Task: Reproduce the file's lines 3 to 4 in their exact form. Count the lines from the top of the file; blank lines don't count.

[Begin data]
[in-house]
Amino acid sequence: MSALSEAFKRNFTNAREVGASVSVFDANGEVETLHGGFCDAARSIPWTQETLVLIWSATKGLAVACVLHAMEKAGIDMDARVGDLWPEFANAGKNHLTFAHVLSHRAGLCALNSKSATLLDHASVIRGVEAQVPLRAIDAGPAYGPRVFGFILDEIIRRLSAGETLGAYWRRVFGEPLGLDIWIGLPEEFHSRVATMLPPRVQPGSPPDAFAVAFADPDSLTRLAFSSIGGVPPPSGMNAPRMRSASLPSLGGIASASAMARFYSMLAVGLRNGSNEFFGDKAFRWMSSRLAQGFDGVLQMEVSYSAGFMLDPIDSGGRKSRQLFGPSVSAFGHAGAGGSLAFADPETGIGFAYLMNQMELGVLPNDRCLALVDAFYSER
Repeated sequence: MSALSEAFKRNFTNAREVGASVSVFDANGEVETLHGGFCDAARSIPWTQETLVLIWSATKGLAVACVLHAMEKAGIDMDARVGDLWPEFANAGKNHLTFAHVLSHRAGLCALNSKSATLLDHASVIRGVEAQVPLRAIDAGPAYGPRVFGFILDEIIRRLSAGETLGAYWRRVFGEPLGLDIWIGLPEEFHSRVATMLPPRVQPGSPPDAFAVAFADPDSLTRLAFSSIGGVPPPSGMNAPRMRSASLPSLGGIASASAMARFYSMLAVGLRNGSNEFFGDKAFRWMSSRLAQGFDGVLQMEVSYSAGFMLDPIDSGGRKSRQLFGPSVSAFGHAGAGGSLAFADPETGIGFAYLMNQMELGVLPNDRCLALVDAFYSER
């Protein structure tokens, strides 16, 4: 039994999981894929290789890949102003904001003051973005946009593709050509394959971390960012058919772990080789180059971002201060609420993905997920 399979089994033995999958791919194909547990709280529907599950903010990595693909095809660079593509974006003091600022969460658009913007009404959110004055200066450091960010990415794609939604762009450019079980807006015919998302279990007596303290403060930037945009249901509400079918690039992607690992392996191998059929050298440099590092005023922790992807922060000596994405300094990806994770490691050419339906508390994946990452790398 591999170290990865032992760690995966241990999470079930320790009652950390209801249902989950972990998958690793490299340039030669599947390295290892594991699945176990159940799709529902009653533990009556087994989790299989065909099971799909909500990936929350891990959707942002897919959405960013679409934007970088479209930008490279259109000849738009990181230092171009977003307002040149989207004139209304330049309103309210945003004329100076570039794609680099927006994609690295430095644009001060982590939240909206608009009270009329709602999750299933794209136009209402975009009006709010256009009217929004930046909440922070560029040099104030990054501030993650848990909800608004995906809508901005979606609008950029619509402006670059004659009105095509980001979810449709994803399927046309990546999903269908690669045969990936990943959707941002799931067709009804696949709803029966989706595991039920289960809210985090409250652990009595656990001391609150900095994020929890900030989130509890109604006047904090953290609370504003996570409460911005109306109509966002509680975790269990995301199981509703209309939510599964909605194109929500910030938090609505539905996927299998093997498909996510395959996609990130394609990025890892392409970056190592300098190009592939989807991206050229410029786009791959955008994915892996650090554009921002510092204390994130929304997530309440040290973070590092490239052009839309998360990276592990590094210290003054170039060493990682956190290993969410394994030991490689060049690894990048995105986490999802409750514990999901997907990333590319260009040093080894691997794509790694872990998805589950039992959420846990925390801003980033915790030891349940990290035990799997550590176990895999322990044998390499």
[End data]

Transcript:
Repeated sequence: MSALSEAFKRNFTNAREVGASVSVFDANGEVETLHGGFCDAARSIPWTQETLVLIWSATKGLAVACVLHAMEKAGIDMDARVGDLWPEFANAGKNHLTFAHVLSHRAGLCALNSKSATLLDHASVIRGVEAQVPLRAIDAGPAYGPRVFGFILDEIIRRLSAGETLGAYWRRVFGEPLGLDIWIGLPEEFHSRVATMLPPRVQPGSPPDAFAVAFADPDSLTRLAFSSIGGVPPPSGMNAPRMRSASLPSLGGIASASAMARFYSMLAVGLRNGSNEFFGDKAFRWMSSRLAQGFDGVLQMEVSYSAGFMLDPIDSGGRKSRQLFGPSVSAFGHAGAGGSLAFADPETGIGFAYLMNQMELGVLPNDRCLALVDAFYSER
């Protein structure tokens, strides 16, 4: 039994999981894929290789890949102003904001003051973005946009593709050509394959971390960012058919772990080789180059971002201060609420993905997920 399979089994033995999958791919194909547990709280529907599950903010990595693909095809660079593509974006003091600022969460658009913007009404959110004055200066450091960010990415794609939604762009450019079980807006015919998302279990007596303290403060930037945009249901509400079918690039992607690992392996191998059929050298440099590092005023922790992807922060000596994405300094990806994770490691050419339906508390994946990452790398 591999170290990865032992760690995966241990999470079930320790009652950390209801249902989950972990998958690793490299340039030669599947390295290892594991699945176990159940799709529902009653533990009556087994989790299989065909099971799909909500990936929350891990959707942002897919959405960013679409934007970088479209930008490279259109000849738009990181230092171009977003307002040149989207004139209304330049309103309210945003004329100076570039794609680099927006994609690295430095644009001060982590939240909206608009009270009329709602999750299933794209136009209402975009009006709010256009009217929004930046909440922070560029040099104030990054501030993650848990909800608004995906809508901005979606609008950029619509402006670059004659009105095509980001979810449709994803399927046309990546999903269908690669045969990936990943959707941002799931067709009804696949709803029966989706595991039920289960809210985090409250652990009595656990001391609150900095994020929890900030989130509890109604006047904090953290609370504003996570409460911005109306109509966002509680975790269990995301199981509703209309939510599964909605194109929500910030938090609505539905996927299998093997498909996510395959996609990130394609990025890892392409970056190592300098190009592939989807991206050229410029786009791959955008994915892996650090554009921002510092204390994130929304997530309440040290973070590092490239052009839309998360990276592990590094210290003054170039060493990682956190290993969410394994030991490689060049690894990048995105986490999802409750514990999901997907990333590319260009040093080894691997794509790694872990998805589950039992959420846990925390801003980033915790030891349940990290035990799997550590176990895999322990044998390499």